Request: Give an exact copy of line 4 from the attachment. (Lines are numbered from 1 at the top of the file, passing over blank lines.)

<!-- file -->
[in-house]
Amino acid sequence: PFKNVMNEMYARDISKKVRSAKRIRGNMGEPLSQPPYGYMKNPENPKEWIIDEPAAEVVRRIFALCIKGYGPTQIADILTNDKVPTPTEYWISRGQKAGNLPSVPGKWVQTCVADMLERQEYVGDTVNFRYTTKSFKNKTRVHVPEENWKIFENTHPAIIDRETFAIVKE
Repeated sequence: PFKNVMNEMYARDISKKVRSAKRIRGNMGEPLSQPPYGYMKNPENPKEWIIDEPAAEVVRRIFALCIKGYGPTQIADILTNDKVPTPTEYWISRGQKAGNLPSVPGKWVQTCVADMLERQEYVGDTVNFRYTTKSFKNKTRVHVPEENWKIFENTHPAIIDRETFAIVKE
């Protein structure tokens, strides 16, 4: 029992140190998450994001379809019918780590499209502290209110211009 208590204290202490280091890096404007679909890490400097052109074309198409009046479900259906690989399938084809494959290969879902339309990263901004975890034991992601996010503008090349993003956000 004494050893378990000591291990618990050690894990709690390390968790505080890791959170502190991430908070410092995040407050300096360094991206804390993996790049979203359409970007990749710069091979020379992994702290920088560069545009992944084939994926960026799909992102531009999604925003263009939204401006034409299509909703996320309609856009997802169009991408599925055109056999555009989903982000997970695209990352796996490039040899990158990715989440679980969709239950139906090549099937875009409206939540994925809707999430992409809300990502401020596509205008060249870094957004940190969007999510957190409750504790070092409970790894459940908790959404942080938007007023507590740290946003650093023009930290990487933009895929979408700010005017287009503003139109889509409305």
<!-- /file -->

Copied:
């Protein structure tokens, strides 16, 4: 029992140190998450994001379809019918780590499209502290209110211009 208590204290202490280091890096404007679909890490400097052109074309198409009046479900259906690989399938084809494959290969879902339309990263901004975890034991992601996010503008090349993003956000 004494050893378990000591291990618990050690894990709690390390968790505080890791959170502190991430908070410092995040407050300096360094991206804390993996790049979203359409970007990749710069091979020379992994702290920088560069545009992944084939994926960026799909992102531009999604925003263009939204401006034409299509909703996320309609856009997802169009991408599925055109056999555009989903982000997970695209990352796996490039040899990158990715989440679980969709239950139906090549099937875009409206939540994925809707999430992409809300990502401020596509205008060249870094957004940190969007999510957190409750504790070092409970790894459940908790959404942080938007007023507590740290946003650093023009930290990487933009895929979408700010005017287009503003139109889509409305």